Now, they’ve announced the New Glenn, a reusable, vertical-landing booster that produces 3.85 million pounds of thrust. The Jeff Bezos-owned company hopes to launch the new rocket before 2020.
“Our vision is millions of people living and working in space, and New Glenn is a very important step. It won’t be the last of course. Up next on our drawing board: New Armstrong. But that’s a story for the future,” Bezos said in an email announcing the new project.
Like the United Launch Alliance’s Vulcan rocket, the New Glenn is powered by BE-4 engines. In this case, there are seven of them, burning liquid hydrogen and liquid oxygen. New Glenn is named for John Glenn, the first American to orbit the Earth.
The New Glenn will come in two versions, one almost as large as the historic Saturn V. The three-stage New Glenn is 313 feet tall, while the two-stage version is 270 feet tall. Both are the same from the second stage down, with the second stage powered by one BE-4 engine. However, the third stage’s high specific impulse hydrogen upper stage is able to travel beyond low Earth orbit.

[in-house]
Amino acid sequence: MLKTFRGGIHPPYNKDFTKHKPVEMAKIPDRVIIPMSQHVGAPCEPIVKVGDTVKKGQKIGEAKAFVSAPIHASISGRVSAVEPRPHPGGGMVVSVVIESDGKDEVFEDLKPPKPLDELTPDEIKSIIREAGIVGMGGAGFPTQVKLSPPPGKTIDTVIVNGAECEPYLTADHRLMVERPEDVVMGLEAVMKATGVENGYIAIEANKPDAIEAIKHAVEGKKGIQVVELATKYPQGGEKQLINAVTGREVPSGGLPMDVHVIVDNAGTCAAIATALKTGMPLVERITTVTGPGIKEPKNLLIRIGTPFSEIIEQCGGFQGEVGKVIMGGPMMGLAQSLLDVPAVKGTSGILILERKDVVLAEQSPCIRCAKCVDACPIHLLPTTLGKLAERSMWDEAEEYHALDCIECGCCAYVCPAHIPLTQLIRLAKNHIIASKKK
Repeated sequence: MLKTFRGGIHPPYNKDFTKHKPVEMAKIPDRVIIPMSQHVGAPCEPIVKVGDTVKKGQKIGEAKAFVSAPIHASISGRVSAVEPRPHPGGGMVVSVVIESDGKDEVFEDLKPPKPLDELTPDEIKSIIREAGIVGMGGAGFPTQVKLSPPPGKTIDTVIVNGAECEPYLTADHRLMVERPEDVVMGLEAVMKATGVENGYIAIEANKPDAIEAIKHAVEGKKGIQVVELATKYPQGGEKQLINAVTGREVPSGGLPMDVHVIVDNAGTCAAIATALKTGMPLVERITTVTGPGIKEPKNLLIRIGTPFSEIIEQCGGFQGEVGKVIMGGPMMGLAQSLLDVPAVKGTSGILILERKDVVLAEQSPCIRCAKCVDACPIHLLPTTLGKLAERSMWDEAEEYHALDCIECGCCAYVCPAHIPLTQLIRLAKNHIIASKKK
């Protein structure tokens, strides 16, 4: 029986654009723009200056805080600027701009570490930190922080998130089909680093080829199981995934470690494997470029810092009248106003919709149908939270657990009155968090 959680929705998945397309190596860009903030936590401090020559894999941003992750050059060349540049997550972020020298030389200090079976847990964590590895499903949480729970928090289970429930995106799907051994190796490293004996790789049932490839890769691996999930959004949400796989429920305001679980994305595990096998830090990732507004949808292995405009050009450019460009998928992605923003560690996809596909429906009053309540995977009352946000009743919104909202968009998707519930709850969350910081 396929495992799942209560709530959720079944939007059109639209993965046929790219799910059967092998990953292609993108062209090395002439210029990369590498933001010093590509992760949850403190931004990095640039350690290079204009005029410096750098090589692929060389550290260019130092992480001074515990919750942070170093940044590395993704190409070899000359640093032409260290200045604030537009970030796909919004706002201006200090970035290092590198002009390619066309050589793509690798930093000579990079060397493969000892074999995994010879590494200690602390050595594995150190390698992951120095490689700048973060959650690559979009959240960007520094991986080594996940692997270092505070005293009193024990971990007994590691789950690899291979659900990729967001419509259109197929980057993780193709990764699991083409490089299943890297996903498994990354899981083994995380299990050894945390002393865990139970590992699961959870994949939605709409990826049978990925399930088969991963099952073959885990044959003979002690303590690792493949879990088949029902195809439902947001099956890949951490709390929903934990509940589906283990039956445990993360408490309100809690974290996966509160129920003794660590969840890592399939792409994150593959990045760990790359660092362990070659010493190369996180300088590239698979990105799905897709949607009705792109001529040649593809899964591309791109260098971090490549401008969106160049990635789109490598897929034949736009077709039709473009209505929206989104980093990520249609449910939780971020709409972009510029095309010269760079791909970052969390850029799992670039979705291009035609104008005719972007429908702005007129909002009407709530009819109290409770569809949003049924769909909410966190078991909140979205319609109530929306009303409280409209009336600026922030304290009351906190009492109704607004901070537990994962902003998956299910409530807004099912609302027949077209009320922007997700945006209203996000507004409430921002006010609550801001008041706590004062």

Blue Origin will test New Glenn for the first time before the end of the decade. While their previous tests with New Shepard took place at their West Texas facility, the next will take place at NASA’s Launch Complex 36 at Cape Canaveral in Florida.
“Our mascot is the tortoise,” Bezos wrote in the email. “We paint one on our vehicles after each successful flight. Our motto is “Gradatim Ferociter” – step by step, ferociously. We believe “slow is smooth and smooth is fast.” In the long run, deliberate and methodical wins the day, and you do things quickest by never skipping steps.”
New Shepard is expected to be available for wealthy tourists in 2018. It will travel to 329,939 feet in altitude, at the edge of outer space.